Fentanyl: an emerging public health concern


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​Fentanyl is 50 times stronger than heroin and 100 times more potent than morphine. Owing to the great deal of variation in the sensitivity of each person, and its potency, fentanyl is a real danger to human health if not used as prescribed or appropriately.

A lethal dose of fentanyl looks and weighs the same as just a few grains of sand

Deaths from fentanyl overdose have been on the rise worldwide. The UK reported a 29 per cent increase in fentanyl-related deaths from 2016 to 2017 and in the same period the US reported an alarming 45.2 per cent increase. In Australia synthetic opioid related deaths (e.g. tramadol and fentanyl) are also on the rise, from 2007 to 2016 there has been a 1,082 per cent increase. In 2016 there were 214 deaths or 1.3 deaths per 100,000 people, an increase from 0.11 per 100,000 in 2007.

Given its potency it's no surprise that the majority of fentanyl-related deaths worldwide are reportedly accidental. Fentanyl has been associated with the untimely deaths of musical legends Prince and Tom Petty, both of whom were prescribed the drug for severe and chronic pain.

The therapeutic indication for fentanyl is severe pain, in particular from cancer in the terminal (palliative) phase. Misuse, unsafe increases in dosage and combining with other medicines that cause sedation, such as sleeping tablets, increase the risk of harm and death from fentanyl. 

How prescription fentanyl overdose occurs

In Australia fentanyl can be prescribed in the form of transdermal patches, lozenges or intravenous injection. Because the difference between a therapeutic dose and a fatal dose is so small, people who self-administer prescribed fentanyl products are at a greater risk of overdose and therefore should use with extreme caution.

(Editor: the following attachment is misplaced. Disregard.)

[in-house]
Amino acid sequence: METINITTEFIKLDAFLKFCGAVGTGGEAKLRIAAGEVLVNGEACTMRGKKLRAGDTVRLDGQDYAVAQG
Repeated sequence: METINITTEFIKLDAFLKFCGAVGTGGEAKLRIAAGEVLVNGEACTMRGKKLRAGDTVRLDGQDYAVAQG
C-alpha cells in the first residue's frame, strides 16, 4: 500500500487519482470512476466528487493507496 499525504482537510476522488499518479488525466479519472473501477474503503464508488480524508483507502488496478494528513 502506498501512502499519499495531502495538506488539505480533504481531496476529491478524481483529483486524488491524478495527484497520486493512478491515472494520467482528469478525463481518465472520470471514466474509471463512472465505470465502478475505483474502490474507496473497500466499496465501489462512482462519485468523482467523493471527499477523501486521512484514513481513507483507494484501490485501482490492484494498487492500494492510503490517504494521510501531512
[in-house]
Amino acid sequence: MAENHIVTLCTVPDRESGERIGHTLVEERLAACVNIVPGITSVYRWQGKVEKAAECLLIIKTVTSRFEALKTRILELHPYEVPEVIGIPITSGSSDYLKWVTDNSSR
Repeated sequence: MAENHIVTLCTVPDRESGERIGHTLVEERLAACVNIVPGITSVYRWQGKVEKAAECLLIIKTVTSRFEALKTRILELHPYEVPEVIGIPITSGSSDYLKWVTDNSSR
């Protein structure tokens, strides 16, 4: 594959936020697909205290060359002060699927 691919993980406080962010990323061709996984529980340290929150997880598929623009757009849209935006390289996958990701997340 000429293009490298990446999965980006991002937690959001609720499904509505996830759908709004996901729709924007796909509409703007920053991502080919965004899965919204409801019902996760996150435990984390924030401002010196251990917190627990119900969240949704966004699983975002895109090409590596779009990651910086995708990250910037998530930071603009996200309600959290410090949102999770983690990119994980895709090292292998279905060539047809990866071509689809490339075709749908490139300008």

Overdose can occur through easy mistakes such as lapses in keeping track of how much and how often it is being taken. Fatal overdose can happen when a patient applies an additional patch without removing the last, applies heat to the patch, or takes too many lozenges too close together. There is also the danger of the products getting into the hands of people without a prescription, for instance access by others in the home including family, friends, or children.

As far back as 2006 the NSW Therapeutic Advisory Group (TAG) alerted health services to a number of safety warnings following reports of deaths and adverse reactions in patients overseas using fentanyl skin patches. An elderly patient died following application of a heat pack over a patch, a child died after applying one of his mother's patches on himself and several children escaping near death applying patches to themselves.

Synthetic opioid overdose in Australia

76 per cent of the Australians who died of an opioid overdose in 2016 did so using pharmaceutical opioids, according to a report released by the National Drug and Alcohol Research Centre (NDARC) at UNSW. The NDARC report also shows that the rate of opioid-related deaths has almost doubled over the last ten years. Tragically, 85 per cent of all opioid-induced deaths were considered accidental.

Synthetic opioid deaths in Australia

(Synthetic opioid analgesics include fentanyl, tramadol and pethidine)

Overdose in the illicit drug market